126. FAULKNER, William. Intruder in the Dust. NY: Random House (1948). By most accounts, this novel--which deals with the legacy of black-white relations in the South--was the book that cinched the Nobel Prize for him, which he won in 1949. Gilt flaked, corners bumped, boards scuffed; a very good copy in a good, spine- and edge-sunned dust jacket with a long tear on both the front flap fold and the front spine fold.

127. FITZGERALD, F. Scott. The Great Gatsby. NY: Scribner's, 1925. Fitzgerald's third novel and, by consensus, his masterpiece--one of the great American novels of the twentieth century. This is the first issue, with "sick in tired" on page 205 and other points. A tight copy with spine gilt clear, but a bit of blended discoloration to rear board and some indentations there as well; thus a very good copy, lacking the rare dust jacket.

128. FORD, Richard. Good Raymond. London: Harvill (1998). The first separate appearance of Ford's tribute to Raymond Carver, first published in The New Yorker. No corresponding U.S. edition. Fine in stapled wrappers.

129. FORSTER, E.M. The Eternal Moment. London: Sidgwick & Jackson, 1928. A collection of short stories by the author of A Passage to India, A Room With a View, and others. Signed by the author. Cloth edgeworn and unevenly sun-faded; about very good, without dust jacket. Forster was the only writer to have three titles appear on all three of the major "best 100 novels of the century" lists that came out last year.

130. FRANCIS, Dick. Bonecrack. London: Michael Joseph (1971). The correct first edition of one of the relatively early mystery novels by one of the most highly regarded British mystery novelists, a two-time winner of the Edgar Award and recipient of a lifetime achievement award from the British Crime Writers' Association. All of his novels have a horse-racing background. Tiny bookstore stamp on the verso of the flyleaf; else fine in a fine price-clipped dust jacket.

131. FRANCIS, Dick. Knock Down. London: Michael Joseph (1974). Another mystery with a horse-racing milieu. Fine in a very near fine dust jacket.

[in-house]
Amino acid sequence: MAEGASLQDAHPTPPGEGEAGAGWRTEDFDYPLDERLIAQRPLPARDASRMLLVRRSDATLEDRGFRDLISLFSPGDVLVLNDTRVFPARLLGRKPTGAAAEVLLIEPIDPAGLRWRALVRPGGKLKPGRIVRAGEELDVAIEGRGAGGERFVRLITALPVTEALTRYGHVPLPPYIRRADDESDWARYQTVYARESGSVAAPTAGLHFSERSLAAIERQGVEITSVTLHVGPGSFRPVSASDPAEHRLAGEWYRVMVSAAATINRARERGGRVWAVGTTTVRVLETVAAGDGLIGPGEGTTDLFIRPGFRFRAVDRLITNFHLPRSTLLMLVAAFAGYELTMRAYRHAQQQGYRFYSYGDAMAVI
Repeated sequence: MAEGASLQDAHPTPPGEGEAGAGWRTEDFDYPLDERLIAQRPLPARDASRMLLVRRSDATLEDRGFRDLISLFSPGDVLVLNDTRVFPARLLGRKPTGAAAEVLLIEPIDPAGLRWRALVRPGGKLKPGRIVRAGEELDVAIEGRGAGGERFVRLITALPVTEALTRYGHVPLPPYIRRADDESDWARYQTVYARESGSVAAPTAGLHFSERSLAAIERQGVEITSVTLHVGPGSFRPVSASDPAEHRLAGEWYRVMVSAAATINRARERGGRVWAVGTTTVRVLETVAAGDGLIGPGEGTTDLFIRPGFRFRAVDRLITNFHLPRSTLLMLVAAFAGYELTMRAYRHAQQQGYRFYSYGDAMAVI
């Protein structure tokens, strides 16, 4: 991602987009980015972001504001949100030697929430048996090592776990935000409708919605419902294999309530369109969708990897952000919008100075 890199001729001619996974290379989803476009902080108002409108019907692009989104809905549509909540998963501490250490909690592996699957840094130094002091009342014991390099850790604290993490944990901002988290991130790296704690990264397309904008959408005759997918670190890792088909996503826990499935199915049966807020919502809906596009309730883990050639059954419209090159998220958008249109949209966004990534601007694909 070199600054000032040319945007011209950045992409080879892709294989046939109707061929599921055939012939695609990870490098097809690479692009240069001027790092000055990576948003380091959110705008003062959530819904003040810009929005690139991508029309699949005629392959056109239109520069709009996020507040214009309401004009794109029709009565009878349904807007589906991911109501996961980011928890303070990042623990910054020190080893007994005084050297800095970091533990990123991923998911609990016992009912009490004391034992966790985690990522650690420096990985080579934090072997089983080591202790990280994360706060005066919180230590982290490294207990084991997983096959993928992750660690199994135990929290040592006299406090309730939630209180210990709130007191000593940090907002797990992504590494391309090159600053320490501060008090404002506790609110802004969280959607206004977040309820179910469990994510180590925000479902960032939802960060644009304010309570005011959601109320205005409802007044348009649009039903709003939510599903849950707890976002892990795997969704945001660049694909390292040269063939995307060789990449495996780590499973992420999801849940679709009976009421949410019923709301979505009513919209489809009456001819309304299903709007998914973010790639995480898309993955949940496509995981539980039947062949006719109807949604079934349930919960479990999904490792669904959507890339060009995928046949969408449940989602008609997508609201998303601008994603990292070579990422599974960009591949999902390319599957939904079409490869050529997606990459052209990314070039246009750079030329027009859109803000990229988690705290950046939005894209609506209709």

132. FRANCIS, Dick. Field of 13. London: Michael Joseph (1998). His most recent mystery. Fine in a fine dust jacket, and signed by the author.

133. FUENTES, Carlos. Terra Nostra. NY: FSG (1976). A review copy of the first American edition of his magnum opus, a massive experimental novel that has been called "the most important novel published in Latin America in the 1970's." Warmly inscribed by the author, covering the entire front free endpaper. Fine in a fine dust jacket with a micro tear at the crown. With review slip, photo and promotional information laid in. One of the key books of modern Latin American literature.

134. GADDIS, William. J.R. NY: Knopf, 1975. A review copy of the author's second novel, winner of the National Book Award. Fine in a very near fine dust jacket with an edge-sunned front flap and one crease there. With review slip laid in.

135. GALLAGHER, Tess. A Concert of Tenses. Ann Arbor: Univ. of Michigan Press (1986). The issue in wrappers. Signed and additionally inscribed by Gallagher to Raymond Carver's daughter, Christine, in the year of publication. Spine-faded; otherwise near fine. Raymond Carver, Gallagher's husband, was the dedicatee of the book.

136. GALLAGHER, Tess. Amplitude. St. Paul: Graywolf Press (1987). Signed and additionally inscribed by Gallagher to Raymond Carver's daughter, Christine, on August 5, 1988, just after Carver's death: "Given at a time when we/ both need solace, your father/ now in another amplitude, this/ book for him, for you." One checkmark in the contents, another in the acknowledgements; near fine in an intact but soiled dust jacket; good only.

137. GARCÍA MÁRQUEZ, Gabriel. "El Olor de la Guayaba." Bogota: Oveja Negra (1982). First edition, Colombian issue. The Nobel Prize winner reminisces with his longtime friend, Plinio Apuleyo Mendoza, discussing his views on literature, fame, politics, his friendship with Fidel Castro, and more. No comparable U.S. edition of this title exists. Inscribed by the author in 1992. Because of García Márquez's reluctance to come to the U.S.--he was prohibited for a time because of his left-leaning political sympathies--books signed by him are quite uncommon in this country. In Latin America, his celebrity is comparable to that of Michael Jordan, and gaining access to the author for the purpose of book signing is extremely difficult. Near fine in wrappers, with no indication of there having been a hardcover edition.